Even so, we tested the £32,696 Grand Tourneo Connect automatic with seven seats recently, and loved it, so when Ford offered a long-term test of the 4x4 manual version of the same vehicle we jumped at the chance.
While this £35,720 (plus £684 for the black paint) four-wheel drive version on the long wheelbase chassis “isn’t an advertised product” according to Ford, it is available if you ask nicely.
Based on a five- or seven-seat LWB Tourneo, it’s quite a beast: 4.86 metres long, (the short wheelbase is 4.5 metres long), 1.86 metres wide and 1.8 metres tall. Rival Citroën’s LWB Berlingo is 4.753 metres long and the Vauxhall Combo Life XL is 4,753mm long.
Don’t think that this 4x4 is any substitute for a ‘proper’ off-road SUV if you’re planning on climbing and scrambling over hill and dale, but if you are looking for something that will get you off a muddy field after a deluge on the camp site, you’re in the right area.
The GitiSynergy H2 215/55/17-inch tyres on painted alloy wheels don’t look the last word in mud crawling either, but the side walls are a promising start to what turns out to be quite sophisticated ride quality.
While the top weight and the size of the Tourneo inhibits driving it like a loon (though that never seems to deter most van drivers on the road), it corners reasonably flat with a nice precise turn-in to corners, which is a hallmark of VW’s MQB underpinnings.
Since the unladen weight is well under 2,040kg (it weighs about 1.8 tonnes), this Tourneo comes under the UK road traffic regulations as a ‘dual-purpose vehicle’, so you are allowed to whizz along at passenger-car speed limits rather than the van limits, which restrict single carriageway speeds to 50mph and non-motorway dual carriageways to 60mph.
Those dual-purpose-vehicle regs also require rear side windows and, while the Tourneo twin sliding doors are a unique feature of the Ford, they also mean the rear side windows don’t open, which makes the three rear seats feel a bit pokey.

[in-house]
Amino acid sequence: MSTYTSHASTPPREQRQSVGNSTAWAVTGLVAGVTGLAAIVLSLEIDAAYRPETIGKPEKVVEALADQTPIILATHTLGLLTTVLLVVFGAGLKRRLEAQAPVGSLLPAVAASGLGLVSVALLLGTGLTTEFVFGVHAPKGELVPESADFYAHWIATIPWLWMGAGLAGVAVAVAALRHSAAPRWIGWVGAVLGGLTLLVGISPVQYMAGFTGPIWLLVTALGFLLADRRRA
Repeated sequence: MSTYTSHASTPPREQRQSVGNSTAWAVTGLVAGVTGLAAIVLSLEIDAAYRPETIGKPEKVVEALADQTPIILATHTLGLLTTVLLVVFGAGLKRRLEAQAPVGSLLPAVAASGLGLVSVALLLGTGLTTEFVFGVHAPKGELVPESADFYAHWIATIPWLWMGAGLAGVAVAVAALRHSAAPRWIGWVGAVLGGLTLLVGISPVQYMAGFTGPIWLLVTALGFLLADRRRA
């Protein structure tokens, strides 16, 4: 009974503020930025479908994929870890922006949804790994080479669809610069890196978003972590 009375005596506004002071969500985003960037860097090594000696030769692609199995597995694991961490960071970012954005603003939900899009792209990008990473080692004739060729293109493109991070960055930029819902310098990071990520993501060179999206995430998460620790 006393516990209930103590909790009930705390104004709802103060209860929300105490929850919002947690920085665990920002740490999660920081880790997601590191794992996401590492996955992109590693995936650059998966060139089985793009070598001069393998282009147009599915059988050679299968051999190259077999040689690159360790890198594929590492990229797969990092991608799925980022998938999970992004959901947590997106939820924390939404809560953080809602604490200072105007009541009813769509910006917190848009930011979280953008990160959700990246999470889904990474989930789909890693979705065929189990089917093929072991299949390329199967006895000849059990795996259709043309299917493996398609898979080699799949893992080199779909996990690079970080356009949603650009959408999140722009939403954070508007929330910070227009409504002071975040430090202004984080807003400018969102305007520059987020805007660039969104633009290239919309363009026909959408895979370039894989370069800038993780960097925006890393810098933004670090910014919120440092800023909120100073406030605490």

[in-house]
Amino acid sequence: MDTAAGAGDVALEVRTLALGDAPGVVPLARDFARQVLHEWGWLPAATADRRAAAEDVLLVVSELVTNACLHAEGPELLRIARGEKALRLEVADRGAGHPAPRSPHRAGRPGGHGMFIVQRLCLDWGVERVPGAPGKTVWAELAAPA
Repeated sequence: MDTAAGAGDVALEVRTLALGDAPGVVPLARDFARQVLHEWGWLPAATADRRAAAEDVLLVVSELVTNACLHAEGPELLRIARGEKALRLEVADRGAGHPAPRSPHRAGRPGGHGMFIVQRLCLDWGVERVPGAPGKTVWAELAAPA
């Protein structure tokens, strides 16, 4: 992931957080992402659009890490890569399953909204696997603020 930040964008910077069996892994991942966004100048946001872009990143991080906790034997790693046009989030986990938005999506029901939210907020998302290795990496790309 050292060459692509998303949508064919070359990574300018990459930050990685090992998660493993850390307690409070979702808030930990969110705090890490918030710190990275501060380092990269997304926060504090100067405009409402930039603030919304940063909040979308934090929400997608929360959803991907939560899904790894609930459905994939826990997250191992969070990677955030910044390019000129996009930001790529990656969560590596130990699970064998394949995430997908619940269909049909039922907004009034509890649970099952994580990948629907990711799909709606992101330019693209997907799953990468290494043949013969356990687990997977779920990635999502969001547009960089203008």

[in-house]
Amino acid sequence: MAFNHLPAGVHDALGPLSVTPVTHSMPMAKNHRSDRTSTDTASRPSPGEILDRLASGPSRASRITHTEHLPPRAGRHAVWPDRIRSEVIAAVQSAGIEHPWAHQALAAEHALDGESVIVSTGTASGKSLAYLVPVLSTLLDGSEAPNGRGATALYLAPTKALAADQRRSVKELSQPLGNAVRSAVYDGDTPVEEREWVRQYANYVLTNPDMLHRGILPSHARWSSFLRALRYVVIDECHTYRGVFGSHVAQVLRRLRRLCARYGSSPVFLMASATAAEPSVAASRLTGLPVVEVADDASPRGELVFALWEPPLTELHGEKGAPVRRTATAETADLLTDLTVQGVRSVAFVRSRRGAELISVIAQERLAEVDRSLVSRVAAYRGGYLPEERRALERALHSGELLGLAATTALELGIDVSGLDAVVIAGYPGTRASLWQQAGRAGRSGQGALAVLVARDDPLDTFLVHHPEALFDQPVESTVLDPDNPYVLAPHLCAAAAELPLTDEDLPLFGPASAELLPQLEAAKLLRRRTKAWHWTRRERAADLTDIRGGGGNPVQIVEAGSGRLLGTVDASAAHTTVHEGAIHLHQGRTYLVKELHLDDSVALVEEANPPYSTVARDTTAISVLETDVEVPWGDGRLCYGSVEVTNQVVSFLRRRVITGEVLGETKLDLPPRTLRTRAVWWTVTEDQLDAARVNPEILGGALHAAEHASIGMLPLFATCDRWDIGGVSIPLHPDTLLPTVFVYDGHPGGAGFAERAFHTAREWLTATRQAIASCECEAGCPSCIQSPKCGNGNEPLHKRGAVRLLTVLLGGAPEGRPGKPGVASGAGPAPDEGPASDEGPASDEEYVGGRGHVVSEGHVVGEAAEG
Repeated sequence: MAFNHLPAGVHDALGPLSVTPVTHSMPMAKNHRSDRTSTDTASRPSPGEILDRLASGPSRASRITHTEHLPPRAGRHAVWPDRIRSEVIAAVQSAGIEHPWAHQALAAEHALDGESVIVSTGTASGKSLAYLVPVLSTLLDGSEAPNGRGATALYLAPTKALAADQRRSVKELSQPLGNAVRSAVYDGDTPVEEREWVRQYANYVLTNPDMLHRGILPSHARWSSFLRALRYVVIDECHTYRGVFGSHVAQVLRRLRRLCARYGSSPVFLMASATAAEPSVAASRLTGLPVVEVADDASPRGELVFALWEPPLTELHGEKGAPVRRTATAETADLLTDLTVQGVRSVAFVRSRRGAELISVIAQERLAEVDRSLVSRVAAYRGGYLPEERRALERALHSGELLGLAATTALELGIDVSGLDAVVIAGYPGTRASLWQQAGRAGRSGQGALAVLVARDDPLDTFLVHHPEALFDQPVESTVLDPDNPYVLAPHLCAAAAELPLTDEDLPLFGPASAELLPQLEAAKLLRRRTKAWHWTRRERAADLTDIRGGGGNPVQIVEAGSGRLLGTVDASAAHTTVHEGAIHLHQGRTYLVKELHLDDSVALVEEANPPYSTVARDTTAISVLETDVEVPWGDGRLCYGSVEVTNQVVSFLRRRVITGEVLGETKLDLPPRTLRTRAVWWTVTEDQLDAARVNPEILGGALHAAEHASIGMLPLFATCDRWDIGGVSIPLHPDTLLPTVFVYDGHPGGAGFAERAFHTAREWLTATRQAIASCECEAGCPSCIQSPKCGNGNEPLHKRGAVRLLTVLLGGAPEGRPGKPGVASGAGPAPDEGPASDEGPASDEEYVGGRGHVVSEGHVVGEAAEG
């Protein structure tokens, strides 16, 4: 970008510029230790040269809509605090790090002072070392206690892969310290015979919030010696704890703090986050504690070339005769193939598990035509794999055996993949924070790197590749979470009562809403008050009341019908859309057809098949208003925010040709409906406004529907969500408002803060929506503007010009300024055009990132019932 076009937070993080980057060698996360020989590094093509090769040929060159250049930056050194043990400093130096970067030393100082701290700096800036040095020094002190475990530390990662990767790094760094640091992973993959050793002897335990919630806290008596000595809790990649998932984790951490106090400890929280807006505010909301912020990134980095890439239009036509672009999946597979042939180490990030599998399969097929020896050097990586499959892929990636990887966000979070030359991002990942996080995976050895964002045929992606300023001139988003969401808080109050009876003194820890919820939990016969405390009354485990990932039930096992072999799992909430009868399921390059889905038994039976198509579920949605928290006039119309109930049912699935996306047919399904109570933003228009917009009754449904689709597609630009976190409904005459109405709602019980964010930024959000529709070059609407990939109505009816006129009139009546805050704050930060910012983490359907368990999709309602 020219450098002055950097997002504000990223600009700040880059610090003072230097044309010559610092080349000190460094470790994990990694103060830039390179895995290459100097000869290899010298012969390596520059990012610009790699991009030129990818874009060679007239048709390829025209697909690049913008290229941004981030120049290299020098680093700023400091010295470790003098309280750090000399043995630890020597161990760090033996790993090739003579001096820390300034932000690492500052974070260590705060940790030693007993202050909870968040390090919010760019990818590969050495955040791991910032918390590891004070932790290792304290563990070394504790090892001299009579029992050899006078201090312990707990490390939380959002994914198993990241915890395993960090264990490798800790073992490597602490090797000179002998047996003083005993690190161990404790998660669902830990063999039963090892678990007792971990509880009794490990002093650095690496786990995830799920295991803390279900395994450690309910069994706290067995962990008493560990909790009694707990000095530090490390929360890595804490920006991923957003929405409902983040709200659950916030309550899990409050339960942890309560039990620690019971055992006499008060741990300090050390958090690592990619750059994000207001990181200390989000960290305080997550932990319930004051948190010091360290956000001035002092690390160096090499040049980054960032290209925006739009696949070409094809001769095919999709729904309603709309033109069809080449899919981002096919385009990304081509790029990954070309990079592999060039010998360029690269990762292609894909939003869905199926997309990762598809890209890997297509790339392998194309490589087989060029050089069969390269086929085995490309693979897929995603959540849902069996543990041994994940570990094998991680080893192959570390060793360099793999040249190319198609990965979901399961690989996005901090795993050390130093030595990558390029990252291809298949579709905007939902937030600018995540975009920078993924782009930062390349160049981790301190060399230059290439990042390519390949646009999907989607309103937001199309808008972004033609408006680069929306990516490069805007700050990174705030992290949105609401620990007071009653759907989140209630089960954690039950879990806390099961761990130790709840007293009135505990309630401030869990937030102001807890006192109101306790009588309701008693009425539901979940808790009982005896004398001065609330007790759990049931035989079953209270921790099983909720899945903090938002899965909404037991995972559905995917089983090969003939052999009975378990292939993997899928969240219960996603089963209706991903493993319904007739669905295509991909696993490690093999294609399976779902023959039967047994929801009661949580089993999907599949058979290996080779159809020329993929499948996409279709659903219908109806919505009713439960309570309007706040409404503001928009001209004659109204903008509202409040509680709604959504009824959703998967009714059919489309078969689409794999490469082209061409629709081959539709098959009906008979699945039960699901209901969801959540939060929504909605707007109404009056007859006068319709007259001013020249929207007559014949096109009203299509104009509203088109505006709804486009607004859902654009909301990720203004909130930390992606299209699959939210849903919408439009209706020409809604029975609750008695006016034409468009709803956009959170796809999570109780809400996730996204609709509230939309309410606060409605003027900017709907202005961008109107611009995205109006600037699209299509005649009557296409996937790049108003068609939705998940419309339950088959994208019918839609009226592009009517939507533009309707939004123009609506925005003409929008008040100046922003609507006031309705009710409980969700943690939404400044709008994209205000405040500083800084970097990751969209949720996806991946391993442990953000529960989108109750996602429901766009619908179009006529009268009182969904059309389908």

That would be fine if the air conditioning was a bit more powerful and sophisticated, but the bad news here is that the Tourneo inherits VW’s Cariad software and touch screen, which means you have to prod about (at least three pushes) to access the heater screen and pretty much everything else.
It’s slightly less frustrating than the same system in a Golf Mark 8 as it has a lot less to do, but this is one of the great drawbacks of the Ford/VW sharing arrangement; you don’t always get the best bits.
Again, VW roots show themselves, with the Volkswagen 2.0-litre 120bhp/236lb ft turbodiesel engine giving a lovely gentle cruising gait and a solid plus-50mpg when warmed-up and at ease on the motorway. The six-speed gearbox is a pleasure to use and the clutch is light and positive. Brakes, too, are strong and progressive.
Needless to say, the load bed is simply enormous, 1,529 litres with all five seats up, 2,761 with the second row folded. And it’s that space we’re about to put to the ultimate test, hauling Trixie, the Triumph GT6’s new engine and transmission back from Rutland where they’ve been built to Surrey, where the car awaits.
That’s 240kg of cast-iron block, cylinder head and at least some of the gearbox casing, plus untold expensive amounts of go-faster bits inside.
We’ll keep you posted…